In The News

In The News

Saturday, September 10, 2022

Michigan in the National Spotlight over Two Proposed Constitutional Amendments

By Michael Nichols
Categories: Michael J. Nichols

A contentious week long legal fight over whether to place two ballot proposals before voters this November came to an end on Thursday. The Michigan Supreme Court ordered the Secretary of State to certify the petitions sponsored by Promote the Vote and Reproductive Freedom for All. On August 31, 2022, the Board deadlocked 2-2 on a motion to place the two initiatives on the ballot. Board Chair Anthony Daunt and Board Member Richard Houskamp voted against the two proposals saying that they did not meet the requirements set forth by the Michigan Election. Law, MCL 168.1,et seq.

As it pertained to the Promote the Vote initiative, which seeks to add further voting rights protections into the Michigan Constitution, the opposing Board Members stated that the petition did not comply with the requirement that ballot proposals state any current laws which may be amended or abrogated by the initiative. Opponents of the measure claimed that the petition should have stated that the initiative would have done away with “Election Day” as it is defined in our state constitution because the proposal would allow for 9 days of early voting. The Supreme Court refused those arguments, with Justice Elizabeth Welch writing to explain that Election Day will still exist as the date on which votes are counted and therefore, did not require any special statement in the petition language. The court ruled 5-2 in favor of placing the measure before voters.

The more contentious debate over the past week has centered around whether to allow the Reproductive Freedom for All petition to reach the ballot. The measure would make reproductive freedom a fundamental right under the Michigan Constitution and effectively adopt the Roe v Wade standard of fetal viability. The ballot measure turned in 753,759 signatures in July, which is the most of any ballot initiative in state history. Proponents claim that they actually received over 911,000 signatures, but that many did not meet the group’s internal quality control for accuracy prior to submission. The Board again deadlocked 2-2 on the basis that Members Daunt and Houskamp did not believe the proposal had sufficient spacing between words. Critics argued that the manner in which the petition was printed left little room between some written words, despite spaces being present in electronic copies provided to the Board.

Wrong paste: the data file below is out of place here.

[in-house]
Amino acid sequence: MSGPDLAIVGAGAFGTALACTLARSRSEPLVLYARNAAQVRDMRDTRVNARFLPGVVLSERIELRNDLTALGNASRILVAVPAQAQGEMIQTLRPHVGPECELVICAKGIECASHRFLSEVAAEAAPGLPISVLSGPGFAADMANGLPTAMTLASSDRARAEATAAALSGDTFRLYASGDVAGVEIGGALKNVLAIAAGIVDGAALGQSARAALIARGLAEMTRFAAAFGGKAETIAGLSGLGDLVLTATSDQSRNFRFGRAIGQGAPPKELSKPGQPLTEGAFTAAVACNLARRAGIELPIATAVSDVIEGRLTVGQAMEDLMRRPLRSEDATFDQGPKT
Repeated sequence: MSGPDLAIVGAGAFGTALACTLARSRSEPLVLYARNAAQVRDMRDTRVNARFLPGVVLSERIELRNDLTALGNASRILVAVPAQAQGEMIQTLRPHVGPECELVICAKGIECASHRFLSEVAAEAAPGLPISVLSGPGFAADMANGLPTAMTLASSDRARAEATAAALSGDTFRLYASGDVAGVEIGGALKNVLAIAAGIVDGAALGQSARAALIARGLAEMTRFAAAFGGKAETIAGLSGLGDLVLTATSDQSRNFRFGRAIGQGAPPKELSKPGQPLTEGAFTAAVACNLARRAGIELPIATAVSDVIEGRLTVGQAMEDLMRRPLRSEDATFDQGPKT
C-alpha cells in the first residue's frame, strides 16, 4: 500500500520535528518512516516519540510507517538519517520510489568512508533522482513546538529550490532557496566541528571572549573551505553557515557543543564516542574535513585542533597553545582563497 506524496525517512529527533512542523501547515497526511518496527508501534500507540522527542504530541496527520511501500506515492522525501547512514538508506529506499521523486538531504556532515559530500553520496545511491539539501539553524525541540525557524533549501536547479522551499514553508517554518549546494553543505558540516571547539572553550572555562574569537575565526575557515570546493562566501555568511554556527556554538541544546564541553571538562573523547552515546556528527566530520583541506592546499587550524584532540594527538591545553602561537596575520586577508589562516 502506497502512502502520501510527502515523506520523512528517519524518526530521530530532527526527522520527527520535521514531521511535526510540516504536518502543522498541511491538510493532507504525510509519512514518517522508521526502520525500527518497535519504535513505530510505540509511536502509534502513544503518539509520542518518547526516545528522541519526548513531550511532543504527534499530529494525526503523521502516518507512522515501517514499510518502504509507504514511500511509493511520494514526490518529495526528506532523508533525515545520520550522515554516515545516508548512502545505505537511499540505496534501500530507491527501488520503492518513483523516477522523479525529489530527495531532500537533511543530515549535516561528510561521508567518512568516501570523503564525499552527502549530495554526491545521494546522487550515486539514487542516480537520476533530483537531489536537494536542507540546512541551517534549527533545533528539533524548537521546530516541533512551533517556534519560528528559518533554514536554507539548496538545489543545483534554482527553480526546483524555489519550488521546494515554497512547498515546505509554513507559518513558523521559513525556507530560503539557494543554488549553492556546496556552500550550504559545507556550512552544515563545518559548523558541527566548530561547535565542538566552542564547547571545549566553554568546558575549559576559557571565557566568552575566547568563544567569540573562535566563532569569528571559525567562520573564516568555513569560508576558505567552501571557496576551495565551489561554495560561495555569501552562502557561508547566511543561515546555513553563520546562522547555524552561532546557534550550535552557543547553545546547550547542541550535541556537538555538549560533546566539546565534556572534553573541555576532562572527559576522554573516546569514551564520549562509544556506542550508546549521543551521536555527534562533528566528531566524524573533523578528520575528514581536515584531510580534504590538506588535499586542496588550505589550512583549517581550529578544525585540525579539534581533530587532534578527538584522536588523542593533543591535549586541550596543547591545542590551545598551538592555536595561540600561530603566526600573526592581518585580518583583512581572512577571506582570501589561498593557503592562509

The majority of the testimony heard by the Board during its August 31st meeting was from people who were opposed to the RFFA measure, with many attacking the content of the proposal rather than the form and signatures as is required under the Michigan Election Law.

As noted by the Michigan Supreme Court in its order issued Thursday, the state’s election laws are silent as to what constitutes a “proper” amount of spacing between words. This author collaborated with attorneys Sujata Raman and Heather Cummings of Novi to write and submit an amicus brief on behalf of advocacy organization Michigan United, as well as over a thousand people who declared they had signed the RFFA petition knowing what it said and without any confusion. The Court granted our motion to file an amicus brief and the Chief Justice made note that opponents to the proposal failed to produce a single person who claims they were confused of mislead by the text of the proposal. In contrast, we provided the court with 1,295 people who stated to the contrary.

In a concurring opinion by Justice Richard Bernstein, he made reference to the fact that, as a person who is blind, visual spacing between words has little impact on his ability to read and understand language.

Dissenting opinions offered by Justices Brian Zahra and David Viviano largely followed the arguments of Board Members Daunt and Houskamp, and stated they would have denied the request to compel the Secretary of State to place the initiatives on the ballot.

On Friday, September 9, 2022, the Board of State Canvassers acted on the orders from the Supreme Court and voted 4-0 to place both Promote the Vote and Reproductive Freedom for All on the ballot in November. The Board had previously designated Promote the Vote as Proposal 2, and Reproductive Freedom for All as Proposal 3.

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Peer Recognition

Mike Nichols is a national leader in drunk driving defense. He is a member of the Forensic Committee and Michigan delegate to the National College for DUI Defense. He is also a Sustaining Member of the College. Nichols is also a founding member of the Michigan Association of OWI Attorneys; a member of the American Chemical Society; an associate member of he American Academy of Forensic Science, Adjunct Professor of Forensic Evidence in Criminal Law and OWI Law and Practice at Cooley Law School. He is also author of the West OWI Practice book and several chapters in other books on science and the law.

Mike Nichols is recognized by his peers in Michigan as a “SuperLawyer” in DUI/Criminal Defense. Nichols has also been asked to speak at conferences by groups such as the NCDD; Various Bar Associations in other states.